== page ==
Besides the “direct action” and the written works, the spiritual seeker in need of guidance can turn to the Samadhi(grave), the relics and the room where the sage lived because these places continue to carry the vibrations which the sage manifested during their lifetime. Many continue to feel the presence of Sri Aurobindo and the Mother at their Samadhi in Pondicherry. Similarly, there are those who are uplifted while visiting the Samadhi of Anandamayi Ma at Kankhal, the room where Ramana Maharshi sat for most of his life, and other similar places. Not everyone benefits from these visits because most of us live in a thick shell of unconsciousness which is difficult to penetrate, but you never know what can happen in a moment of revelation.
Sometimes, people who are raised in an atheistic environment in the West mistakenly declaim obeisances before the Samadhi and relics as signs of a recessive “religion” rather than progressive “spirituality”. Obviously, the word “religion” connotes different things to different people. In the West, “religion” implies obesiance to an ethical, anthropomorphic, extra-cosmic God while “spirituality” implies finding the spiritual light within. As a result, bowing to any external entity automatically summons subconscious anxieties of “Yoga turning into a religion”. In India, where the sharp cleavage between “religion” and “spirituality” never existed, spiritual seekers have long recognized the potency of vibrations emitted by the Samadhi and the relics of a departed sage. For someone who has not yet attained an inner tranquility, these places of external power are necessary to provide sustenance and affirm one’s resolve during the prolonged and at times depressing spiritual journey.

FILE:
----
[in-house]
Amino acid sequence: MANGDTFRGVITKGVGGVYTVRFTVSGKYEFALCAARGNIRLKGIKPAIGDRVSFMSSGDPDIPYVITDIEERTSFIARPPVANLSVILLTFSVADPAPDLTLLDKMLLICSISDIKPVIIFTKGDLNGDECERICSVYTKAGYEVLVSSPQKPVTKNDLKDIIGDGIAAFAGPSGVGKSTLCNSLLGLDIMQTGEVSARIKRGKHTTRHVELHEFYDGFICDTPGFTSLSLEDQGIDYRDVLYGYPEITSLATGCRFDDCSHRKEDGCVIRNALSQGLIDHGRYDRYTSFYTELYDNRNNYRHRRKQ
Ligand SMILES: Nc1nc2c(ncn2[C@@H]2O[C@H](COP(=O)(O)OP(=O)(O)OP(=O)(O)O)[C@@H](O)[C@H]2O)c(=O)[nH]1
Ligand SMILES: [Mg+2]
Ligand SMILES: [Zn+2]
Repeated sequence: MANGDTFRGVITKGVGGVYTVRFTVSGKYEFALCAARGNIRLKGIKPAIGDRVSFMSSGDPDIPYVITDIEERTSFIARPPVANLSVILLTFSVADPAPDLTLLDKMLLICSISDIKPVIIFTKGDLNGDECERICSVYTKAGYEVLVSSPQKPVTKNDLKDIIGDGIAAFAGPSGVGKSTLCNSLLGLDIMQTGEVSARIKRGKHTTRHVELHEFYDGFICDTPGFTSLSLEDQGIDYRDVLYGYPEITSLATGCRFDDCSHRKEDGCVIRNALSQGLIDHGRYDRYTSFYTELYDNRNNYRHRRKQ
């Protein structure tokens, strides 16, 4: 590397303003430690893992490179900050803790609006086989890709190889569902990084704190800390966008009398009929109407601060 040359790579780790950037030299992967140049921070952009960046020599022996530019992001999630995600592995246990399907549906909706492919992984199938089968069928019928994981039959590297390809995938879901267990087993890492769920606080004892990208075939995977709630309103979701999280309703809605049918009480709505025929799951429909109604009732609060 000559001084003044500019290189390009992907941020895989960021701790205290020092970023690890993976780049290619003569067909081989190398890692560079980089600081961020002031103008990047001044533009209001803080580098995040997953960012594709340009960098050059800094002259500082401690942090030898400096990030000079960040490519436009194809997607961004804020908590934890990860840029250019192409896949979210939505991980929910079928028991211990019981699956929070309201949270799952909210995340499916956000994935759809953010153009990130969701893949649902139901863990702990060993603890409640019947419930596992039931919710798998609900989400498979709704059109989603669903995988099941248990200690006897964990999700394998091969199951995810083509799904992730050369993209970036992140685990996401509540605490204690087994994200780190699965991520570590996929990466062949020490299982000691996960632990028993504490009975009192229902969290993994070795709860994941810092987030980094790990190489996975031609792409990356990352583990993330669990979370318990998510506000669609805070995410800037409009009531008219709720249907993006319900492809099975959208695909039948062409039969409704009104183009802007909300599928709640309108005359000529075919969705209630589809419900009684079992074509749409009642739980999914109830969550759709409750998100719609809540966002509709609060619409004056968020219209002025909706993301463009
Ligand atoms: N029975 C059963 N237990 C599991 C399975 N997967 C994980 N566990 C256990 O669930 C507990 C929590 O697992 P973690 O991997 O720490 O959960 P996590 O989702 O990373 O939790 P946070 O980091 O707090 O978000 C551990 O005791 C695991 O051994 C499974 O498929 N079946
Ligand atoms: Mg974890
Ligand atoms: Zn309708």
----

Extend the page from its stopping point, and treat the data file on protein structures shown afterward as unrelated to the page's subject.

Integral Yoga without a Guru